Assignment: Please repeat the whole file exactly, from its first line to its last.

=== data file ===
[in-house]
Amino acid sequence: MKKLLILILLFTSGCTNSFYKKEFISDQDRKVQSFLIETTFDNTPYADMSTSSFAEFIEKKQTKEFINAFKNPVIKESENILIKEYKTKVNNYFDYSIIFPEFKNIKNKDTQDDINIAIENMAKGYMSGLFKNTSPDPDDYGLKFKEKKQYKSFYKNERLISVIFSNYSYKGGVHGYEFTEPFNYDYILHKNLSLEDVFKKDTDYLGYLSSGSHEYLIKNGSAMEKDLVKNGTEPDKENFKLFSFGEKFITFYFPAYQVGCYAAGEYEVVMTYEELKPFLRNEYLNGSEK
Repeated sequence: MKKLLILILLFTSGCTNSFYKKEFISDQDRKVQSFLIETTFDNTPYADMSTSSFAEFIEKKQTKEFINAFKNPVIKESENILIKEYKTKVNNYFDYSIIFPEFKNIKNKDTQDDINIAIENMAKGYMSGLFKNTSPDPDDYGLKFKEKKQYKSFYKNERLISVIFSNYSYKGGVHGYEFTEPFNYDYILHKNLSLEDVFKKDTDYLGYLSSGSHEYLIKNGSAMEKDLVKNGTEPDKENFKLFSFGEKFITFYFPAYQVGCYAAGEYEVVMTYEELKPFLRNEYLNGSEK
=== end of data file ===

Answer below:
[in-house]
Amino acid sequence: MKKLLILILLFTSGCTNSFYKKEFISDQDRKVQSFLIETTFDNTPYADMSTSSFAEFIEKKQTKEFINAFKNPVIKESENILIKEYKTKVNNYFDYSIIFPEFKNIKNKDTQDDINIAIENMAKGYMSGLFKNTSPDPDDYGLKFKEKKQYKSFYKNERLISVIFSNYSYKGGVHGYEFTEPFNYDYILHKNLSLEDVFKKDTDYLGYLSSGSHEYLIKNGSAMEKDLVKNGTEPDKENFKLFSFGEKFITFYFPAYQVGCYAAGEYEVVMTYEELKPFLRNEYLNGSEK
Repeated sequence: MKKLLILILLFTSGCTNSFYKKEFISDQDRKVQSFLIETTFDNTPYADMSTSSFAEFIEKKQTKEFINAFKNPVIKESENILIKEYKTKVNNYFDYSIIFPEFKNIKNKDTQDDINIAIENMAKGYMSGLFKNTSPDPDDYGLKFKEKKQYKSFYKNERLISVIFSNYSYKGGVHGYEFTEPFNYDYILHKNLSLEDVFKKDTDYLGYLSSGSHEYLIKNGSAMEKDLVKNGTEPDKENFKLFSFGEKFITFYFPAYQVGCYAAGEYEVVMTYEELKPFLRNEYLNGSEK